Teaching emotions to students is extremely important! Social-emotional learning enables students to express positive, healthy emotions and feelings. Whether you intend it to or not, a large portion of your day as a classroom teacher will be spent educating students about their emotions and feelings.
Students learn about emotions and feelings at home and through interactions with friends and family. Children are naturally going to imitate what they see around them, which can result in healthy or unhealthy social-emotional habits. For many students, they have positive models through community centers, sports, music lessons, church, and more. For other students though, they may not have these opportunities or may be inundated with negative emotional models in their home environments. What do we do for these students?
As teachers, we must choose to model, teach, and encourage our students to use healthy social-emotional habits daily. We want to help them learn to identify, understand, and express their emotions and feelings in positive ways.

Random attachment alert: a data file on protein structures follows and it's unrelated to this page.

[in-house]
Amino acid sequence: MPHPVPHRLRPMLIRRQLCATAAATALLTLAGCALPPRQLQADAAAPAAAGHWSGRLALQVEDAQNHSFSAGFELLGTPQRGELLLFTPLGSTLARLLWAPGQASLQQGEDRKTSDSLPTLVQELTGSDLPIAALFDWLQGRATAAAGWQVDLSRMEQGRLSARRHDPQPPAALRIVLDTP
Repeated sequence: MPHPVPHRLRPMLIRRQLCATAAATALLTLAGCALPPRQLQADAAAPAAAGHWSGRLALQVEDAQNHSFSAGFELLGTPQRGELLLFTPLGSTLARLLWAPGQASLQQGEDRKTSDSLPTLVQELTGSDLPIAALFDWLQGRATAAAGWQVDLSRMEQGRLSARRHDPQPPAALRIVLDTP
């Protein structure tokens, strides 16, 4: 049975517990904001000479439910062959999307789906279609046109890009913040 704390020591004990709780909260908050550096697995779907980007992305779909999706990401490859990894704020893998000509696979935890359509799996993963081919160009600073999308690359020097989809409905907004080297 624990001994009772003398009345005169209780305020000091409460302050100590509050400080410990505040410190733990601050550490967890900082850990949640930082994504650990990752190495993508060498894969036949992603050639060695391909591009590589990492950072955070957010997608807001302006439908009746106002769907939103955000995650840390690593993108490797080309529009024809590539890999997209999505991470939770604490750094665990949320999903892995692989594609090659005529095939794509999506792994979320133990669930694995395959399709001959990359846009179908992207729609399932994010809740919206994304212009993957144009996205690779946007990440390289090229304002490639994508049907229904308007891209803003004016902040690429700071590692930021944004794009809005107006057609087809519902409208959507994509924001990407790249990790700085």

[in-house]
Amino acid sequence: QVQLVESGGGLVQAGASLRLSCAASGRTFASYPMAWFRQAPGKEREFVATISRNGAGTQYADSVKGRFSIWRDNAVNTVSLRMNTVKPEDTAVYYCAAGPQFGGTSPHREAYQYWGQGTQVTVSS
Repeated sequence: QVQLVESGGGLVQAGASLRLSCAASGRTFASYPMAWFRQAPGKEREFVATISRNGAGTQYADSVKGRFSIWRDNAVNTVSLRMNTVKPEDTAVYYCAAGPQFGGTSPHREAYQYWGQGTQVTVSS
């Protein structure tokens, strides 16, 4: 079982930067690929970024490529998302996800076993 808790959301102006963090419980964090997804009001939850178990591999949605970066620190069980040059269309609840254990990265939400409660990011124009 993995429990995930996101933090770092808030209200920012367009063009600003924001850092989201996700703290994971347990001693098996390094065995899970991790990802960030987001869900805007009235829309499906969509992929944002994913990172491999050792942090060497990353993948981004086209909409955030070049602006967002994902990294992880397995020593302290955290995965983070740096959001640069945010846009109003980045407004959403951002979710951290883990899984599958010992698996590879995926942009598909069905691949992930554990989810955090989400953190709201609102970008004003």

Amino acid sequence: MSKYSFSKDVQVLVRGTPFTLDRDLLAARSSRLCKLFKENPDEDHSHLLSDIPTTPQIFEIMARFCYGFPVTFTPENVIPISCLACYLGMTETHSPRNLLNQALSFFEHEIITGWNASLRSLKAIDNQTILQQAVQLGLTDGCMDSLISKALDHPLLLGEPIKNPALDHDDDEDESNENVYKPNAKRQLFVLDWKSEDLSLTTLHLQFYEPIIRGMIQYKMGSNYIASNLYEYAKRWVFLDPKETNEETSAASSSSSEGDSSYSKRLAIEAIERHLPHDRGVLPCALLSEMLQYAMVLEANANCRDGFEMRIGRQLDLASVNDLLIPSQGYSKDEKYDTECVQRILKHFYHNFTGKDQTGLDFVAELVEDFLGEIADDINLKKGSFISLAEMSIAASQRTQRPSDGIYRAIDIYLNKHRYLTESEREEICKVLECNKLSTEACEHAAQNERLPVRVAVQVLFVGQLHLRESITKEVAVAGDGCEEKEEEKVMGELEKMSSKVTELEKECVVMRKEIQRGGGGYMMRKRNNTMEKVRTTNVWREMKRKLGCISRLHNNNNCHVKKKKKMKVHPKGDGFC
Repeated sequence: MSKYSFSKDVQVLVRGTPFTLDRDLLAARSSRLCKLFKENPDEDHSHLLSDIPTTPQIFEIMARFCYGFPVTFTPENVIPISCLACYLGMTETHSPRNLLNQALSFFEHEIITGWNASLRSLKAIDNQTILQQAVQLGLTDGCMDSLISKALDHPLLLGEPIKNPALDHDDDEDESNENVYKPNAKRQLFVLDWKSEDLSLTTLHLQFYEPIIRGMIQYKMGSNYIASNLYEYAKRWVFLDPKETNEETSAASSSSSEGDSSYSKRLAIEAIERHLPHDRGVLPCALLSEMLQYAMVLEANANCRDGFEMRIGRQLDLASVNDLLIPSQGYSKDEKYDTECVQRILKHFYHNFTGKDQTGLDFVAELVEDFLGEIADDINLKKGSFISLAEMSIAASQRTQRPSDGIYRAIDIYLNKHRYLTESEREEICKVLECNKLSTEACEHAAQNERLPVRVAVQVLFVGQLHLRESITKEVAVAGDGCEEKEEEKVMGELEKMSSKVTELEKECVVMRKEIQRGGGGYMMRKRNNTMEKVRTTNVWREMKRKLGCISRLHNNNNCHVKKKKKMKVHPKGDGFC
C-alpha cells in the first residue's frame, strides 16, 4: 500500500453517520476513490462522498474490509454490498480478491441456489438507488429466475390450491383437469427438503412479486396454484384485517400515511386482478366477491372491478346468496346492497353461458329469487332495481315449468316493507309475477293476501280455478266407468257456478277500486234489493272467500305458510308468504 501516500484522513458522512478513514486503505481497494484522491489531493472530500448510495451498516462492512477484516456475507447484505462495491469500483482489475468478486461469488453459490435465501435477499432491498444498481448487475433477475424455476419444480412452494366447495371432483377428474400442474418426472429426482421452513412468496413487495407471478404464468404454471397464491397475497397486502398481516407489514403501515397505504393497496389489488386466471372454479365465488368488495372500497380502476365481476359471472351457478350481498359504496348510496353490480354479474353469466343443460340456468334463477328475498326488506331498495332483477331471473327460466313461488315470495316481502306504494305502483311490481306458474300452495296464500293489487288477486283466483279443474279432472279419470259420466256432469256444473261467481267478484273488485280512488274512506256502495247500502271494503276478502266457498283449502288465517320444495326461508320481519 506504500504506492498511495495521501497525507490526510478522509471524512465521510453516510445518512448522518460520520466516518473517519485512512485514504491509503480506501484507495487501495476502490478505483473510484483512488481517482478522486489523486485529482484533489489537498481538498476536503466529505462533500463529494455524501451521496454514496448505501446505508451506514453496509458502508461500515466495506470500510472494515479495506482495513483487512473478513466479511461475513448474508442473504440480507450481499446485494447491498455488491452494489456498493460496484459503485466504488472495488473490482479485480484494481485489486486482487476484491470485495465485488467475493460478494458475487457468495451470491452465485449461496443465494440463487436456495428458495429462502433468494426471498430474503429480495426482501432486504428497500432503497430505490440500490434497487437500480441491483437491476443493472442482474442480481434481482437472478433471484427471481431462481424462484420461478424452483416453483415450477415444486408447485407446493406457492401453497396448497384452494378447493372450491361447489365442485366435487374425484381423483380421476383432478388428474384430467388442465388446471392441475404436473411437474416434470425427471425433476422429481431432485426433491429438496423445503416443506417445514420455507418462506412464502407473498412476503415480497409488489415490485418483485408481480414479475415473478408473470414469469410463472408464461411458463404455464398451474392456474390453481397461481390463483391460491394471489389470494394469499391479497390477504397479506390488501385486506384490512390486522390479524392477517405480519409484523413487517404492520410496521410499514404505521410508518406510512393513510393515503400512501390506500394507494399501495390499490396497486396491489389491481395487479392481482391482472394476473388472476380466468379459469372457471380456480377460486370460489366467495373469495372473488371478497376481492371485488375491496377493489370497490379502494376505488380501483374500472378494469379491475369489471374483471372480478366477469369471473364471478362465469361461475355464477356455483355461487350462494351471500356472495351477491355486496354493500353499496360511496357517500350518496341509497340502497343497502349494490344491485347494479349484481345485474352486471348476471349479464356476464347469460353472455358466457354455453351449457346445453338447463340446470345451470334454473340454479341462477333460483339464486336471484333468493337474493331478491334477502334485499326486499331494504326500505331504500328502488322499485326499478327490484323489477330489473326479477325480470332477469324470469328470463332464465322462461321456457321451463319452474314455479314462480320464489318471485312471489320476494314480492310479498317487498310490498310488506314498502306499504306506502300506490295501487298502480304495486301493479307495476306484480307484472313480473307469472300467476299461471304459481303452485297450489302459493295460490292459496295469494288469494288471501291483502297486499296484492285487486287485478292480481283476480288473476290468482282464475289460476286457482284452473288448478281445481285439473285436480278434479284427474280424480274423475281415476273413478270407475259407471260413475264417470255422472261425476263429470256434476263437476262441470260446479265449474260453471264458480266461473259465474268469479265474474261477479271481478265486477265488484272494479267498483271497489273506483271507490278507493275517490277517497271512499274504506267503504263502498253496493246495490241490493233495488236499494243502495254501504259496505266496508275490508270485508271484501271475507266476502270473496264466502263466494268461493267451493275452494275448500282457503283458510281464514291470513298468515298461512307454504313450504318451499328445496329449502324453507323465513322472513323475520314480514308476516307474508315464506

You’re thinking, “yes! But that’s so daunting. How do I do all of that while also teaching and meeting so many other student needs?!”
Let me break it down for you…
Teach different emotions
Target a variety of emotions such as proud, sad, frustrated, embarrassed, calm, silly, angry, worried, and more. Make sure your students understand exactly what each of the different emotions mean. Identify behavioral, physical, and cognitive expressions of the emotions. Use visuals to help students connect the meanings and expressions of the emotions to real-life scenarios. Incorporate this as a part of your morning routine to keep things consistent! One of the best movies about emotions is Disney’s “Inside Out”, here is an awesome video that you can use to have students practice identifying emotions.
Teach healthy ways to express different emotions